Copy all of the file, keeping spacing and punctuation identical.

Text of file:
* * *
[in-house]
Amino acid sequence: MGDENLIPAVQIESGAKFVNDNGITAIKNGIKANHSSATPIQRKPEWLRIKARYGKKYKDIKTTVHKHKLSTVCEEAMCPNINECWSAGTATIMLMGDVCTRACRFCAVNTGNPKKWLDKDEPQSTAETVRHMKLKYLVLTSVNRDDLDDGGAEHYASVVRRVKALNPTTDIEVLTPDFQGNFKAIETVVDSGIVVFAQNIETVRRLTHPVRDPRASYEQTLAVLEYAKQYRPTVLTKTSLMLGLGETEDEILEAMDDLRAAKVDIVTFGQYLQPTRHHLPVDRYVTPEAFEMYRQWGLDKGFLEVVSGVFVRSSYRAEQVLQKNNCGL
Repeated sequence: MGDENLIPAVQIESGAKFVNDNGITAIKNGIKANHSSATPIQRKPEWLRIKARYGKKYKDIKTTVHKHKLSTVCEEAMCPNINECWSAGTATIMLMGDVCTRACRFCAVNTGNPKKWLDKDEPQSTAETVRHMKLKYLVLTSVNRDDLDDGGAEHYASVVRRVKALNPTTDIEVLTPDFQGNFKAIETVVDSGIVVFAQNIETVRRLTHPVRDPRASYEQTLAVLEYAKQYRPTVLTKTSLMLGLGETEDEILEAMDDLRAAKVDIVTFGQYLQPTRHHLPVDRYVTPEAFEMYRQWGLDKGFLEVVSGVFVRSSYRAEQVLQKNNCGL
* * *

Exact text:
[in-house]
Amino acid sequence: MGDENLIPAVQIESGAKFVNDNGITAIKNGIKANHSSATPIQRKPEWLRIKARYGKKYKDIKTTVHKHKLSTVCEEAMCPNINECWSAGTATIMLMGDVCTRACRFCAVNTGNPKKWLDKDEPQSTAETVRHMKLKYLVLTSVNRDDLDDGGAEHYASVVRRVKALNPTTDIEVLTPDFQGNFKAIETVVDSGIVVFAQNIETVRRLTHPVRDPRASYEQTLAVLEYAKQYRPTVLTKTSLMLGLGETEDEILEAMDDLRAAKVDIVTFGQYLQPTRHHLPVDRYVTPEAFEMYRQWGLDKGFLEVVSGVFVRSSYRAEQVLQKNNCGL
Repeated sequence: MGDENLIPAVQIESGAKFVNDNGITAIKNGIKANHSSATPIQRKPEWLRIKARYGKKYKDIKTTVHKHKLSTVCEEAMCPNINECWSAGTATIMLMGDVCTRACRFCAVNTGNPKKWLDKDEPQSTAETVRHMKLKYLVLTSVNRDDLDDGGAEHYASVVRRVKALNPTTDIEVLTPDFQGNFKAIETVVDSGIVVFAQNIETVRRLTHPVRDPRASYEQTLAVLEYAKQYRPTVLTKTSLMLGLGETEDEILEAMDDLRAAKVDIVTFGQYLQPTRHHLPVDRYVTPEAFEMYRQWGLDKGFLEVVSGVFVRSSYRAEQVLQKNNCGL